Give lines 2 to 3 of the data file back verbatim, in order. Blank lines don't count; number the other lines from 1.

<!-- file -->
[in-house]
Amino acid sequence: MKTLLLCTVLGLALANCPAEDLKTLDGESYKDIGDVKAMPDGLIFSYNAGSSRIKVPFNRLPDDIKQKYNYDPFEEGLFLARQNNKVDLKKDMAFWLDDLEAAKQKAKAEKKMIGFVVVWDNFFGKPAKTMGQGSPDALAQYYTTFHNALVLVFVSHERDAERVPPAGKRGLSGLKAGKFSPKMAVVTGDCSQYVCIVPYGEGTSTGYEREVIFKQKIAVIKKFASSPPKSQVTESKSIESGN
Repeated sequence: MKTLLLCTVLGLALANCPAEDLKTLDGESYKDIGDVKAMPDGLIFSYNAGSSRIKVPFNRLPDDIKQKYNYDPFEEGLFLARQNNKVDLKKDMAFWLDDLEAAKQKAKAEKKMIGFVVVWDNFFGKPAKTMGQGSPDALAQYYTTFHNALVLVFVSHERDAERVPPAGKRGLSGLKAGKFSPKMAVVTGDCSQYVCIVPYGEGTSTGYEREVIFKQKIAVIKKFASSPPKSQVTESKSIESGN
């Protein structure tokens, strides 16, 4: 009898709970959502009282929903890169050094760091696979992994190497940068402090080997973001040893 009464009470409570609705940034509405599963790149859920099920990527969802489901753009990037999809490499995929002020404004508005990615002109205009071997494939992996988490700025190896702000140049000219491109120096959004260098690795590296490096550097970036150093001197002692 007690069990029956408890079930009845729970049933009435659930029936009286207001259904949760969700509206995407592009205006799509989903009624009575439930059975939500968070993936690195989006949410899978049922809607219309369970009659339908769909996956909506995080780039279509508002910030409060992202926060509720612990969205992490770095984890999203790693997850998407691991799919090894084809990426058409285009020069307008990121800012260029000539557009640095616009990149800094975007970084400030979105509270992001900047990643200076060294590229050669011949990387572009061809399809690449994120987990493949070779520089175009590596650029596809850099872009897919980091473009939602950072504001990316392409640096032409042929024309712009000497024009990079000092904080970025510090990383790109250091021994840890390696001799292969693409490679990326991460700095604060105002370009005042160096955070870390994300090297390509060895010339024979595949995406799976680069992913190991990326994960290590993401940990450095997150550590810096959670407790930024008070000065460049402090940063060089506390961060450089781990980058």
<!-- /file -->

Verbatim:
Amino acid sequence: MKTLLLCTVLGLALANCPAEDLKTLDGESYKDIGDVKAMPDGLIFSYNAGSSRIKVPFNRLPDDIKQKYNYDPFEEGLFLARQNNKVDLKKDMAFWLDDLEAAKQKAKAEKKMIGFVVVWDNFFGKPAKTMGQGSPDALAQYYTTFHNALVLVFVSHERDAERVPPAGKRGLSGLKAGKFSPKMAVVTGDCSQYVCIVPYGEGTSTGYEREVIFKQKIAVIKKFASSPPKSQVTESKSIESGN
Repeated sequence: MKTLLLCTVLGLALANCPAEDLKTLDGESYKDIGDVKAMPDGLIFSYNAGSSRIKVPFNRLPDDIKQKYNYDPFEEGLFLARQNNKVDLKKDMAFWLDDLEAAKQKAKAEKKMIGFVVVWDNFFGKPAKTMGQGSPDALAQYYTTFHNALVLVFVSHERDAERVPPAGKRGLSGLKAGKFSPKMAVVTGDCSQYVCIVPYGEGTSTGYEREVIFKQKIAVIKKFASSPPKSQVTESKSIESGN